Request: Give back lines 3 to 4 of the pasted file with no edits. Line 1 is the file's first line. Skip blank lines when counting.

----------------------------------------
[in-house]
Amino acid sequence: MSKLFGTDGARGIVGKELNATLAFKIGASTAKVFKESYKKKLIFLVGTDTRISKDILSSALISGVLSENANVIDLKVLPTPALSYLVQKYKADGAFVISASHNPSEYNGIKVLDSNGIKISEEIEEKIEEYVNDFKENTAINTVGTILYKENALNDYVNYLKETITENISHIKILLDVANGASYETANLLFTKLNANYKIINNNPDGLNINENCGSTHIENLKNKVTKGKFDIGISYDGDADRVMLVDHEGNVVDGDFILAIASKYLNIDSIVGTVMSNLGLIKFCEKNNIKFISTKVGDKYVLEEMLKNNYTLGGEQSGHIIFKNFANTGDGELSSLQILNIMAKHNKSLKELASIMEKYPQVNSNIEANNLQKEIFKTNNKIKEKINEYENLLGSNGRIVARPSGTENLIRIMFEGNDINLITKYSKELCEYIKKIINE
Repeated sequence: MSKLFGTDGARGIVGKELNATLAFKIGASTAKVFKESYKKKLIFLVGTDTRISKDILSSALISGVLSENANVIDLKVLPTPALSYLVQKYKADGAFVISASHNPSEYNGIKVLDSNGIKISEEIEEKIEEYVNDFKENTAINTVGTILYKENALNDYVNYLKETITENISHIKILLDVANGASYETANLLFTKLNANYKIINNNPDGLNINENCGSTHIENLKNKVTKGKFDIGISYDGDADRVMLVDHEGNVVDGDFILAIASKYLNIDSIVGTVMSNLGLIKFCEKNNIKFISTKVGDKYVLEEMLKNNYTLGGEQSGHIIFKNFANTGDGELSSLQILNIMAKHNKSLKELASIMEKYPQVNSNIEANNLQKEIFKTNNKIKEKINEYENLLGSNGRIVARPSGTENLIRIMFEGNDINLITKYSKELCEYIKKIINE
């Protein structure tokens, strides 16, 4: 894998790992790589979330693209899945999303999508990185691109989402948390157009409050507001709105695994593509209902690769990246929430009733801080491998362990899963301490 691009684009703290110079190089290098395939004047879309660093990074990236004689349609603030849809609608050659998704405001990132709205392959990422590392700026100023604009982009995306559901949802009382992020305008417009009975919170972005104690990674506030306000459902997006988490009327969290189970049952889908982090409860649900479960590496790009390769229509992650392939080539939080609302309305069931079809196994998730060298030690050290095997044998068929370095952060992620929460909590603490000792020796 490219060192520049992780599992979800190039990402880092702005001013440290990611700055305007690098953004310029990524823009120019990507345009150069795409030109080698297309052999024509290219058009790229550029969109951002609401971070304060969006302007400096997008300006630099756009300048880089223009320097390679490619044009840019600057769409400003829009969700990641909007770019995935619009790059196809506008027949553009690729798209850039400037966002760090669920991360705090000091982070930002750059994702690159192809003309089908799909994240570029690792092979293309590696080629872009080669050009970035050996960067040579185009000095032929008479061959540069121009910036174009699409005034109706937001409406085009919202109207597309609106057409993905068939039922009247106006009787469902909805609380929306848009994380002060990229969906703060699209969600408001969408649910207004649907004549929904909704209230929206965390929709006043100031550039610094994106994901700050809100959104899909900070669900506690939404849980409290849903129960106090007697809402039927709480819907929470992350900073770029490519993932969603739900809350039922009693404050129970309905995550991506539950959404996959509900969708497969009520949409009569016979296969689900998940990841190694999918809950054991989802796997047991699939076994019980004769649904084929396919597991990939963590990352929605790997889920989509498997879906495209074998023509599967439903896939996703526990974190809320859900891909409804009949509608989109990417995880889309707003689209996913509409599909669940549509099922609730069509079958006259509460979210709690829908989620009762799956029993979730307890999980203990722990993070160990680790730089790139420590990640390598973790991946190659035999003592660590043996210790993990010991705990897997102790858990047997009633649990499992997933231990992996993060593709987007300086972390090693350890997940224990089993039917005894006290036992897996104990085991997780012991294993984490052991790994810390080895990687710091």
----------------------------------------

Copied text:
Repeated sequence: MSKLFGTDGARGIVGKELNATLAFKIGASTAKVFKESYKKKLIFLVGTDTRISKDILSSALISGVLSENANVIDLKVLPTPALSYLVQKYKADGAFVISASHNPSEYNGIKVLDSNGIKISEEIEEKIEEYVNDFKENTAINTVGTILYKENALNDYVNYLKETITENISHIKILLDVANGASYETANLLFTKLNANYKIINNNPDGLNINENCGSTHIENLKNKVTKGKFDIGISYDGDADRVMLVDHEGNVVDGDFILAIASKYLNIDSIVGTVMSNLGLIKFCEKNNIKFISTKVGDKYVLEEMLKNNYTLGGEQSGHIIFKNFANTGDGELSSLQILNIMAKHNKSLKELASIMEKYPQVNSNIEANNLQKEIFKTNNKIKEKINEYENLLGSNGRIVARPSGTENLIRIMFEGNDINLITKYSKELCEYIKKIINE
């Protein structure tokens, strides 16, 4: 894998790992790589979330693209899945999303999508990185691109989402948390157009409050507001709105695994593509209902690769990246929430009733801080491998362990899963301490 691009684009703290110079190089290098395939004047879309660093990074990236004689349609603030849809609608050659998704405001990132709205392959990422590392700026100023604009982009995306559901949802009382992020305008417009009975919170972005104690990674506030306000459902997006988490009327969290189970049952889908982090409860649900479960590496790009390769229509992650392939080539939080609302309305069931079809196994998730060298030690050290095997044998068929370095952060992620929460909590603490000792020796 490219060192520049992780599992979800190039990402880092702005001013440290990611700055305007690098953004310029990524823009120019990507345009150069795409030109080698297309052999024509290219058009790229550029969109951002609401971070304060969006302007400096997008300006630099756009300048880089223009320097390679490619044009840019600057769409400003829009969700990641909007770019995935619009790059196809506008027949553009690729798209850039400037966002760090669920991360705090000091982070930002750059994702690159192809003309089908799909994240570029690792092979293309590696080629872009080669050009970035050996960067040579185009000095032929008479061959540069121009910036174009699409005034109706937001409406085009919202109207597309609106057409993905068939039922009247106006009787469902909805609380929306848009994380002060990229969906703060699209969600408001969408649910207004649907004549929904909704209230929206965390929709006043100031550039610094994106994901700050809100959104899909900070669900506690939404849980409290849903129960106090007697809402039927709480819907929470992350900073770029490519993932969603739900809350039922009693404050129970309905995550991506539950959404996959509900969708497969009520949409009569016979296969689900998940990841190694999918809950054991989802796997047991699939076994019980004769649904084929396919597991990939963590990352929605790997889920989509498997879906495209074998023509599967439903896939996703526990974190809320859900891909409804009949509608989109990417995880889309707003689209996913509409599909669940549509099922609730069509079958006259509460979210709690829908989620009762799956029993979730307890999980203990722990993070160990680790730089790139420590990640390598973790991946190659035999003592660590043996210790993990010991705990897997102790858990047997009633649990499992997933231990992996993060593709987007300086972390090693350890997940224990089993039917005894006290036992897996104990085991997780012991294993984490052991790994810390080895990687710091």